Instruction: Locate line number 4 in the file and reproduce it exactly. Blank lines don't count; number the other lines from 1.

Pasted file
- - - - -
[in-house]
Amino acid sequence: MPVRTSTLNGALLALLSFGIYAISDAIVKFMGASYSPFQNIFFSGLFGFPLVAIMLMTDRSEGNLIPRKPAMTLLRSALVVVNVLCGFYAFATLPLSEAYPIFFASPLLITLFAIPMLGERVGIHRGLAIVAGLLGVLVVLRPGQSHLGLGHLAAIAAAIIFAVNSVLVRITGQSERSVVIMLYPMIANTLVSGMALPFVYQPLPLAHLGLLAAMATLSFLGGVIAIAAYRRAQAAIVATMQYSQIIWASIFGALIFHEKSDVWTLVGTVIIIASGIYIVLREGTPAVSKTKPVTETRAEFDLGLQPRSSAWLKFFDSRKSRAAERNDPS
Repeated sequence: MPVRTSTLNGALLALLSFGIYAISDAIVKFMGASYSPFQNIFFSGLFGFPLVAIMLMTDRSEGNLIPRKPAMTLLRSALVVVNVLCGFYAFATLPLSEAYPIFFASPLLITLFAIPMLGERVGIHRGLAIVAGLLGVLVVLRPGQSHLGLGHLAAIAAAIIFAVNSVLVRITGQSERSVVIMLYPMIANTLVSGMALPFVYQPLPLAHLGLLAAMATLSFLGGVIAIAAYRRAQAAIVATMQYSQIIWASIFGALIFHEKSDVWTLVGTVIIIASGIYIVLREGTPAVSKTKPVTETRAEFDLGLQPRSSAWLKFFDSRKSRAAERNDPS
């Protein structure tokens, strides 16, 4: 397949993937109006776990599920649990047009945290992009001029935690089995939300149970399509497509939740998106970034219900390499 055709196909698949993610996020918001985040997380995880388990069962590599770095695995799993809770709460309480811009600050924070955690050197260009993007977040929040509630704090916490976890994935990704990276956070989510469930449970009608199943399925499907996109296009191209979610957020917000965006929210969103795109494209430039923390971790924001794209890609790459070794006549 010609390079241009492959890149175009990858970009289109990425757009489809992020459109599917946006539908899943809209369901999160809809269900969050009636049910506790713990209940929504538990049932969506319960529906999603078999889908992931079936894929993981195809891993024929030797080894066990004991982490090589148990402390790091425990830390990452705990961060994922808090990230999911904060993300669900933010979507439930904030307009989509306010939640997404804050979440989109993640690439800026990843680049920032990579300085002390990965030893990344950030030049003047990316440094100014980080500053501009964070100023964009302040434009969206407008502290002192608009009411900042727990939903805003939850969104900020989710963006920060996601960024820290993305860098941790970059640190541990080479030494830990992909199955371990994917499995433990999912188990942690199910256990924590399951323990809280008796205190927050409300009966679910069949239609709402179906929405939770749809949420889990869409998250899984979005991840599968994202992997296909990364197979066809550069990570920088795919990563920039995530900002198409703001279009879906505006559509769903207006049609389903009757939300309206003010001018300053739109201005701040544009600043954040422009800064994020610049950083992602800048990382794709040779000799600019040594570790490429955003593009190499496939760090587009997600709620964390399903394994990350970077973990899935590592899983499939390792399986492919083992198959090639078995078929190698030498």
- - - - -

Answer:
């Protein structure tokens, strides 16, 4: 397949993937109006776990599920649990047009945290992009001029935690089995939300149970399509497509939740998106970034219900390499 055709196909698949993610996020918001985040997380995880388990069962590599770095695995799993809770709460309480811009600050924070955690050197260009993007977040929040509630704090916490976890994935990704990276956070989510469930449970009608199943399925499907996109296009191209979610957020917000965006929210969103795109494209430039923390971790924001794209890609790459070794006549 010609390079241009492959890149175009990858970009289109990425757009489809992020459109599917946006539908899943809209369901999160809809269900969050009636049910506790713990209940929504538990049932969506319960529906999603078999889908992931079936894929993981195809891993024929030797080894066990004991982490090589148990402390790091425990830390990452705990961060994922808090990230999911904060993300669900933010979507439930904030307009989509306010939640997404804050979440989109993640690439800026990843680049920032990579300085002390990965030893990344950030030049003047990316440094100014980080500053501009964070100023964009302040434009969206407008502290002192608009009411900042727990939903805003939850969104900020989710963006920060996601960024820290993305860098941790970059640190541990080479030494830990992909199955371990994917499995433990999912188990942690199910256990924590399951323990809280008796205190927050409300009966679910069949239609709402179906929405939770749809949420889990869409998250899984979005991840599968994202992997296909990364197979066809550069990570920088795919990563920039995530900002198409703001279009879906505006559509769903207006049609389903009757939300309206003010001018300053739109201005701040544009600043954040422009800064994020610049950083992602800048990382794709040779000799600019040594570790490429955003593009190499496939760090587009997600709620964390399903394994990350970077973990899935590592899983499939390792399986492919083992198959090639078995078929190698030498």